In your pursuit of health, you have two metrics that matter: # of workouts and PR’s. At RxFIT we tend to measure these metrics one month at a time.
Health is a game of consistency, which is why the first metric we track is “# of Workouts/month.” Our healthiest athletes exercise at least 25 times every month (six times every week).
What would happen to your fitness goals if you worked out 25 times this month? Better yet, what would happen to your goals if you did this for three months in-a-row?
That is my goal of this series. I want you to get in the habit of working out 5-6 times every week. In order to help you with this, I interviewed our most consistent athletes over the past year and asked them what they do. Here are the three most common things they said:
Don’t Think About It
All 10 athletes I called last week said something to the extent of putting the decision of working out on “autopilot.”
Jeremy Halverson related it to high school sports: “I treat the gym like I used to treat sports practices. Going isn’t a daily choice. With sports I chose at the beginning of the season to play, so I never decided to go to practice, that choice was already made. With the gym I’ve chosen that during this season of my life I’ll go every day, so in the mornings I never choose to go, it’s just autopilot.”
Marta Aagard said, “Whenever I think about skipping the gym, I force myself to think about something else. I know I just need to show up and I’ll be happy. So if I don’t overthink about showing up, then I always end up showing up.”
And then Gaby Flores said, “Once I was super consistent for one full month, it became a habit. Nowadays, I no longer think about showing up–I just do. It feels weird not working out.”
Save The Junk Food For The Weekend
8 out of the 10 athletes said that improving their diet has helped them stay more consistent.
James Clear refers to this as “habit stacking”–if you develop one healthy habit, it is easier to develop another one.
Karli Welch said that she tracks everything she eats in MyFitnessPal. Because she puts effort into tracking her food every day, she feels obligated to also work out. “If I’m going to put this much effort into eating well, I might as well also exercise.”
Alopa Tuifua said that she wouldn’t show up in the past on days her stomach was upset from eating too much the night before. She decided to eat smaller meals so she could avoid that feeling in the morning–which would end up helping her get to the gym.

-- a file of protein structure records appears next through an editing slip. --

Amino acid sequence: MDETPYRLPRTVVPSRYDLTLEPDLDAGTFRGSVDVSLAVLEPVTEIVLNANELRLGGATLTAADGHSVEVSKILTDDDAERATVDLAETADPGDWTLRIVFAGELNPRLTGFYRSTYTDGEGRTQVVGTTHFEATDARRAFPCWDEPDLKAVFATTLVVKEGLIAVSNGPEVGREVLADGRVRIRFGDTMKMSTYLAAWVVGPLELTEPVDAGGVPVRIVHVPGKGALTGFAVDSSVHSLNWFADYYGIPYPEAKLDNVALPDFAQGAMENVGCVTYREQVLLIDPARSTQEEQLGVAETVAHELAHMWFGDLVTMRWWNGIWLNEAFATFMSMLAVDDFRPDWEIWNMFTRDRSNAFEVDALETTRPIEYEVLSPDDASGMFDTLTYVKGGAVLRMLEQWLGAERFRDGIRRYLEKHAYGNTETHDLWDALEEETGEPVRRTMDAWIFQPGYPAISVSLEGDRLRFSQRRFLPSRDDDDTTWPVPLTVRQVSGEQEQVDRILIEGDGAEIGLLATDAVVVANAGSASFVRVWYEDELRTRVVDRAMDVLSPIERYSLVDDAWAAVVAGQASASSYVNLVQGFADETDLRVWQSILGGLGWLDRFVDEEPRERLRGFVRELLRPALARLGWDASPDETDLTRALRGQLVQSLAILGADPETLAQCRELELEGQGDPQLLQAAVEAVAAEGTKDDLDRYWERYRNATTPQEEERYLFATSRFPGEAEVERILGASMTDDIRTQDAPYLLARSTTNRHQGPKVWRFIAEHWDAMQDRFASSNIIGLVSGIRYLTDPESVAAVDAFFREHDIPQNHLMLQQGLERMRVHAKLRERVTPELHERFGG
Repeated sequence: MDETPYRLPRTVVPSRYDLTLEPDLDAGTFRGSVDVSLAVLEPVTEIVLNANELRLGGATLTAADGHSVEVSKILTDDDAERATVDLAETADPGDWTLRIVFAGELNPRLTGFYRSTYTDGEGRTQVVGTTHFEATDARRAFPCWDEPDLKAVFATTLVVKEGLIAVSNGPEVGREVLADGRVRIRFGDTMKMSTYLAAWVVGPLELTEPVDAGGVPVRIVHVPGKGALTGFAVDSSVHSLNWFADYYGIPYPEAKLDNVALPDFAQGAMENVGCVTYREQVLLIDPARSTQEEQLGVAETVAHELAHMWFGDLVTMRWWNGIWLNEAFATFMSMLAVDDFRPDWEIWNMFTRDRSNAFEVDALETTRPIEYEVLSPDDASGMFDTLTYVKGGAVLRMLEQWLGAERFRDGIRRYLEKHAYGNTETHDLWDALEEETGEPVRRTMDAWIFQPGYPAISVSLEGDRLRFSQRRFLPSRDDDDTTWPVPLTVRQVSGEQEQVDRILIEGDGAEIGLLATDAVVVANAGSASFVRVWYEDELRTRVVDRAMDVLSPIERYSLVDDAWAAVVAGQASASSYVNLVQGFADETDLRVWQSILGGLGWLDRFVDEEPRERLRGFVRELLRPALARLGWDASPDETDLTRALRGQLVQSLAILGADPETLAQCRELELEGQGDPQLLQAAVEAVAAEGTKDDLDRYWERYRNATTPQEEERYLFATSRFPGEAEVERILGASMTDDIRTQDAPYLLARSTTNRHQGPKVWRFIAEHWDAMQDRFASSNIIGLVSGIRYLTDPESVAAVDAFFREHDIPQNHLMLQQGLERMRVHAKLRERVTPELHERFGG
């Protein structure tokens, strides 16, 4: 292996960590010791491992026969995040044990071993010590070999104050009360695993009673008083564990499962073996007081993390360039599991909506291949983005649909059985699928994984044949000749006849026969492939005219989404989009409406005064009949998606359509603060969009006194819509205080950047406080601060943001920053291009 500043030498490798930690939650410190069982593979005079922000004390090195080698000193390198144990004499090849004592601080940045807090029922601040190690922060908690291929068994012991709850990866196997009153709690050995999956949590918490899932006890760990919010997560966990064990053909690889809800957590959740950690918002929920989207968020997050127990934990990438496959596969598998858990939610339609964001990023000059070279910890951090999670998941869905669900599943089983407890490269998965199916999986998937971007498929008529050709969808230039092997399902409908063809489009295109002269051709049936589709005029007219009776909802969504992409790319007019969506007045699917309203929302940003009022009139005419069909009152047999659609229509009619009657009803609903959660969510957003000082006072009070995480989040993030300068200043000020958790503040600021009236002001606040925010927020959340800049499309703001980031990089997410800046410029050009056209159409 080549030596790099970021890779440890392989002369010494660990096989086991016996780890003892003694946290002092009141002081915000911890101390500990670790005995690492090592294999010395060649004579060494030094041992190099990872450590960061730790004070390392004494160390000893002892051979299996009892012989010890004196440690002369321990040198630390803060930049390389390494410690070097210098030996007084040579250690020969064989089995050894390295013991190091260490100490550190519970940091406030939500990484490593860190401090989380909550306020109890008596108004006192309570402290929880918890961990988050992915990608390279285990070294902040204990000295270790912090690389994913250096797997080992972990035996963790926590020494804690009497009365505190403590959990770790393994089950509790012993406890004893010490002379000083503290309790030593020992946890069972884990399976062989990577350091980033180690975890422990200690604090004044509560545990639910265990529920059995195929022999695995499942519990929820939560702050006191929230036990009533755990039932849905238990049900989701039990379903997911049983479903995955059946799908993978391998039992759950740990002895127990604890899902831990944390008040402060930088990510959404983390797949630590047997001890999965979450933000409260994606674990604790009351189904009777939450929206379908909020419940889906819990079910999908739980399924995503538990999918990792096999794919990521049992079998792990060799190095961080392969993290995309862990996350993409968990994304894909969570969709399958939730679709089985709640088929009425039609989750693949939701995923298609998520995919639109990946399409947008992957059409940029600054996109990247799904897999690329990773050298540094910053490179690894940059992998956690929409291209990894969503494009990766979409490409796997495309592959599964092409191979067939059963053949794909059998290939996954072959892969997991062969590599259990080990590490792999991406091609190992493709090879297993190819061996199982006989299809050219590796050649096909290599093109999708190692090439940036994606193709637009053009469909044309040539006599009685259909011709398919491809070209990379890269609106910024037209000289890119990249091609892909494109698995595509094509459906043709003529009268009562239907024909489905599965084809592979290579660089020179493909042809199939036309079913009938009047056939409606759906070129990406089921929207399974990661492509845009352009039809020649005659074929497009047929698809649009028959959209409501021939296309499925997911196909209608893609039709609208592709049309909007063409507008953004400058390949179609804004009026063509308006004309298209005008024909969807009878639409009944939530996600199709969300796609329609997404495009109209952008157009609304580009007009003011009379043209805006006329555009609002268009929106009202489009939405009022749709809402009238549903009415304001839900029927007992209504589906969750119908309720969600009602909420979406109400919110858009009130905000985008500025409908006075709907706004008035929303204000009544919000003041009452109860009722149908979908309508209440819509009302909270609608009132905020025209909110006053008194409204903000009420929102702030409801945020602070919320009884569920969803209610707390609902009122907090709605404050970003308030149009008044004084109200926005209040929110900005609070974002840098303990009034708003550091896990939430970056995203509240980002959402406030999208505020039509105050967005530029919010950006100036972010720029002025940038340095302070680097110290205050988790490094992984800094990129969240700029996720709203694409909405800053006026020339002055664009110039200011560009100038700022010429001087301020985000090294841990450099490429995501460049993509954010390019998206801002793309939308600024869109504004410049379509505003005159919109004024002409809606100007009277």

Develop A Relationship With The Coach
All 10 athletes also mentioned developing a relationship either with the coach or another athlete.
One athlete said, “Coach Tyre has become such a good friend to me now that she texted me last month during the warm-up in all capital letters: ‘WAKE UP AND GET TO THE GYM!’ After sleeping through my alarm, I rushed over and got to the gym towards the end of the workout. Doing the finisher and stretching out was better than not doing anything.”
Another athlete said, “My consistency has also been aided by those in my class that I feel an obligation towards. The everyday 5:30 crowd has created a really good group dynamic. We’ll pick on each other for missing. It’s a very positive peer pressure that keeps me interested in being in class with them.”
And finally, two athletes admitted to paying for either their sister’s or friend’s membership so that they would have a daily workout buddy. Both of them were only working out 2 times a week before doing this, and now they come in every day of the week.
Your 2021 goal should focus on consistency. Strive to become the type of person that never misses two days of exercise in-a-row. After you can accomplish this, the next goal is to regularly workout six times a week.
Your daily directive is to adopt one of the nine pieces of advice written above.
Health is a game of consistency.
Other Articles In This Series:
BY THE NUMBERS: PURSUING HEALTH
BY THE NUMBERS: BENCHMARK DATA
BY THE NUMBERS: # OF PR’S